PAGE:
Now it has its downfalls that we’ll probably get to, but at least it’s a sort of quick way to get a feel for people that might be of interest to you.
So you have to spend the time going through profiles on websites and things like that and that can be very costly.
PAUL OYER: Well, in everyday life, we’re always going around making decisions and some of those decisions are very costly.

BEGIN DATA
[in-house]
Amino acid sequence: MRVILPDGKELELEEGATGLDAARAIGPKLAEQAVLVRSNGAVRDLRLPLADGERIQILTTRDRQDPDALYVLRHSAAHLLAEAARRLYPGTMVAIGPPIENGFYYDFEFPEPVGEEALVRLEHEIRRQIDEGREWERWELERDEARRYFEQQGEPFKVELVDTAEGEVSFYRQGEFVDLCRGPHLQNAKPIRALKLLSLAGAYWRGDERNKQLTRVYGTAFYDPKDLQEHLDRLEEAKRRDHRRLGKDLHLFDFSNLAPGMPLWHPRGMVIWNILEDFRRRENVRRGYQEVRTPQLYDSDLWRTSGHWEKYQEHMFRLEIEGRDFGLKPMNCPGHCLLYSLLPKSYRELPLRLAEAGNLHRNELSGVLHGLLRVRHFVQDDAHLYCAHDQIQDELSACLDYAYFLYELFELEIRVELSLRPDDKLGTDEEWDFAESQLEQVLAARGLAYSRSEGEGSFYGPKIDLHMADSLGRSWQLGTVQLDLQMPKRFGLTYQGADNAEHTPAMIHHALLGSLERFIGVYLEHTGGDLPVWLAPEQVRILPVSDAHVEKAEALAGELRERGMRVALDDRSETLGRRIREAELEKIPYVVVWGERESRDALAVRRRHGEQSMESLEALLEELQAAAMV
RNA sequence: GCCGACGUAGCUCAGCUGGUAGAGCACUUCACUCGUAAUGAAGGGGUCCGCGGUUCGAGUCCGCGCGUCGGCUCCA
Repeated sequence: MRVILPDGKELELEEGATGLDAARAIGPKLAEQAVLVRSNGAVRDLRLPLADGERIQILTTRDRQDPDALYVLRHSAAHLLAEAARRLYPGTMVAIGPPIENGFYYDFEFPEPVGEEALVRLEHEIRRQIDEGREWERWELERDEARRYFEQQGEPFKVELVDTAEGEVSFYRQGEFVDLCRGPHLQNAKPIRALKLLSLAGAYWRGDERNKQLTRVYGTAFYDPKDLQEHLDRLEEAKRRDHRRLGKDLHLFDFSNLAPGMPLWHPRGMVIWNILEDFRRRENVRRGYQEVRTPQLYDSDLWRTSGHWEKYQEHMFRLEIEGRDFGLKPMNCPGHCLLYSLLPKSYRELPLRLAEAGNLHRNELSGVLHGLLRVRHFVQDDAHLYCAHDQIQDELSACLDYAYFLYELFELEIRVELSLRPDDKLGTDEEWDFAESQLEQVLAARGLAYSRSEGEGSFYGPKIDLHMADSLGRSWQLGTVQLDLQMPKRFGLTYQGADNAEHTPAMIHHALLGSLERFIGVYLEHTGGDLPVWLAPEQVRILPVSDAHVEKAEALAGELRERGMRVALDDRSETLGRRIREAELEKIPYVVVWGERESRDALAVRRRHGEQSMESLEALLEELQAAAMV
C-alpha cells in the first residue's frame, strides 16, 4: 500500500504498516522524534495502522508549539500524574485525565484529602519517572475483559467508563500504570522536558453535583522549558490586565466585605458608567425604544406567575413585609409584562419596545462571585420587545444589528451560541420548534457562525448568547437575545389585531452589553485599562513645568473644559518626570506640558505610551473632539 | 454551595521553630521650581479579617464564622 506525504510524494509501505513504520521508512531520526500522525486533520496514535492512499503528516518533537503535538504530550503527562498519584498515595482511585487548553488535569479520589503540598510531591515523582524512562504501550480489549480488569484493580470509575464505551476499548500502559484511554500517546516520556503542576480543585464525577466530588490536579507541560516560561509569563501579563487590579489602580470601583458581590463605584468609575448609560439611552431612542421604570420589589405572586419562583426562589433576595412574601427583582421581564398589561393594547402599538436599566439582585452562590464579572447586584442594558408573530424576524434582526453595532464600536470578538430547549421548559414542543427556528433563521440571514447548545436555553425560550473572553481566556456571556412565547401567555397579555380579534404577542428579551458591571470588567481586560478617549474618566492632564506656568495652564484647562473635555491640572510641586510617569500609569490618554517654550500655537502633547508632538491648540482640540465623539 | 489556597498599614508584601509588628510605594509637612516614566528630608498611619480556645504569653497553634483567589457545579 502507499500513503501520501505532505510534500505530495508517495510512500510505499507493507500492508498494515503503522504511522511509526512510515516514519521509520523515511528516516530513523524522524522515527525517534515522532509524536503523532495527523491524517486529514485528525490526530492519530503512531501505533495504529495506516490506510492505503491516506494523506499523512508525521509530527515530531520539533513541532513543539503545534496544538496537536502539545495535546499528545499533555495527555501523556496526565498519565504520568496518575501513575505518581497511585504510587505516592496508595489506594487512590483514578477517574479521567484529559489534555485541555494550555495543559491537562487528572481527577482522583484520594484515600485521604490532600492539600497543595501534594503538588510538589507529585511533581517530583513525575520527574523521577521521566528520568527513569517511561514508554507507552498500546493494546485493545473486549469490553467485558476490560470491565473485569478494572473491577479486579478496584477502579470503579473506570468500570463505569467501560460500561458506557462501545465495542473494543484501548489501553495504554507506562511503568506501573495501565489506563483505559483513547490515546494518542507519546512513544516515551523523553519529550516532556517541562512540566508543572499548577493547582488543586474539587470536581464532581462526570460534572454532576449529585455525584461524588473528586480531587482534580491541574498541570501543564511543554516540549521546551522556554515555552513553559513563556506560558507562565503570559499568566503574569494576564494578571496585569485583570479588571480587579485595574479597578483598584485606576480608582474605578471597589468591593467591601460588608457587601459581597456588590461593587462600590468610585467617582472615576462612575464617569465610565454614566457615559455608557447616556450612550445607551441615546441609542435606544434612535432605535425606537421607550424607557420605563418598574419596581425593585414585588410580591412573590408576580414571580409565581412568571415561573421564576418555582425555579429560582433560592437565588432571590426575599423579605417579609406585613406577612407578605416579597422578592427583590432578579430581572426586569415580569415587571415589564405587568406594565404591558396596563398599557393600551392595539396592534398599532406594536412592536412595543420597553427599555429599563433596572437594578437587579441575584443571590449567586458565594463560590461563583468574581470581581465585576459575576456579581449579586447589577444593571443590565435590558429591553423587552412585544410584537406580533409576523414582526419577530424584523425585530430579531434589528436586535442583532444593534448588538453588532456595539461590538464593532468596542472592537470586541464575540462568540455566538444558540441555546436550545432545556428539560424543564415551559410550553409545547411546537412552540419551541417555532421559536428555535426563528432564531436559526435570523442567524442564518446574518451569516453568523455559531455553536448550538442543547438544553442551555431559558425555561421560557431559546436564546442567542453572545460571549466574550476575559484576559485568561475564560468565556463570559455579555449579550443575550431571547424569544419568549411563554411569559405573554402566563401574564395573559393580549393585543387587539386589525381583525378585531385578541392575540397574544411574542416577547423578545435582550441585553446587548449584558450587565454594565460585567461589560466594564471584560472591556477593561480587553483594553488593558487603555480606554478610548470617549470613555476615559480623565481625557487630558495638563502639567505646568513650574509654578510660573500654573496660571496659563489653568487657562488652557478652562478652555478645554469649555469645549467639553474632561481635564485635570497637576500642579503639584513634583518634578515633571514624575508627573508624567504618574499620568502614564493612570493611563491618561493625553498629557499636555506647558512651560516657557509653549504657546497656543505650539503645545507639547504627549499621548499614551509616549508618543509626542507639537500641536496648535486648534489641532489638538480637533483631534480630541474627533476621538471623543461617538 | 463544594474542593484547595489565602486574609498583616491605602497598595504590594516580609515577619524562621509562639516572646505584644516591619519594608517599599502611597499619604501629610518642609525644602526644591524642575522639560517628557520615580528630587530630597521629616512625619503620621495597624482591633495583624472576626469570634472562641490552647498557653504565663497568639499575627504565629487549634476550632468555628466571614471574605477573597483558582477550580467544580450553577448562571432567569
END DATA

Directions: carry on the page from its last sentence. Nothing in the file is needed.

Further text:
Whereas, when you pick a life partner it’s much more akin to the job search. And as a result, what ends up happening is both employers and people looking for jobs as well as people looking for significant others are always wondering could I do a little bit better? So I might date somebody a few times and I think, well, you know I can probably find a match that would be a little bit more appropriate. Download this podcast SARAH GREEN: Welcome to the HBR Idea Cast. I’m talking today with Paul Oyer, Professor of Economics at Stanford’s Graduate School of Business. SARAH GREEN: So Paul, I’d like to just kick off by talking a little bit about the economic concept of search costs.He’s the author of the book, Everything I Ever Needed to Know About Economics I Learned from Online Dating. Can you just maybe describe what the concept is and how you’ve applied it to this idea of looking for a life partner?You'll meet other people in your age and interest group through a series of face-to-face six minute "pre-dates" in a private area at a local upscale restaurant/bar. After a successful "match" and quick exchange of e-mails, I asked Theresa to a local concert.Likely due to the successful "first-vibes" of our pre-date, we hit it off instantly and have been a couple ever since...." - More Speed Dating Success Stories -- Events near you!